November 30 & December 14
What’s a Bug?
The ‘bug light’ has been used since the turn of the century in North Vancouver and around North America.
A ‘bug light’ is made from a stump of candle inserted into a tin can. Haywire is attached for the handle. One might call this a very popular and a rather cheap version of a flashlight for North Vancouverites. The holes punched in the back of the can form initials which identify the light’s owner.
The 1930s were the heyday of cabin culture on Mount Seymour (near Vancouver). People would hike up 6.5 km and stay overnight in ramshackle cabins they had built. At one point, over 200 of these structures dotted the upper slopes. People walking in the intense mountain darkness would use ‘bugs’ or ‘bug lights’ — homemade contraptions of candles rigged in tin cans. Some were kept in a tree and borrowed on an honour system.
‘Bugs’ have lit hikers’ trails to the mountain tops, shoppers’ treks home through Moodyville, and when nature called, paths to nearby outhouses. So if you’re afraid of cougars, bears, and the dark (oh my!), grab yourself a ‘bug light’ to guide your way through the night.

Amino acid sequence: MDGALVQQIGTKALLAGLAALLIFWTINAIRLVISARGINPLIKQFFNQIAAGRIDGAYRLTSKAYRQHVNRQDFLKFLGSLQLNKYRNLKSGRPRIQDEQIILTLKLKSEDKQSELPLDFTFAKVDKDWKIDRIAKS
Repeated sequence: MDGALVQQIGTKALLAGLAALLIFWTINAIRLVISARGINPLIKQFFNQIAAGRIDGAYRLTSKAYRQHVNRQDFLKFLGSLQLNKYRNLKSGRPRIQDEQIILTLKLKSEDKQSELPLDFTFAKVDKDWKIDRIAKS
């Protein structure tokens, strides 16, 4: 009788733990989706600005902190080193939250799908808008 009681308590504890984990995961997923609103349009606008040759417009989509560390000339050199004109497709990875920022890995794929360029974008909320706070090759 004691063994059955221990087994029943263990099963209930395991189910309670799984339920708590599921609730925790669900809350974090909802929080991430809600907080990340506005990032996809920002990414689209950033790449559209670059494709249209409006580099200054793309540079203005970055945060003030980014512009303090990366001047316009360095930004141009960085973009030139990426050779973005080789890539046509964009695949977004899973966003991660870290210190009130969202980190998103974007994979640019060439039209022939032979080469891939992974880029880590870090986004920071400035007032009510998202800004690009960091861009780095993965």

The North Vancouver Museum and Archives presents ‘bug light’ demonstrations and workshops at special events throughout the North Shore. We wish to thank the North Vancouver businesses and volunteers who have helped through the donation of cans and time to make this possible.
Upcoming Bug Light Workshops:
Christmas Festival Saturday, November 30, 2019 from 3pm – 7pm at The Shipyards
Carol Ships Shoreside Celebration Saturday, Dec 14, 2019 from 7:30 pm to 10 pm at Panorama Park North Vancouver [More https://www.cnv.org/Parks-Recreation-and-Culture/Signature-Events/Christmas-Festival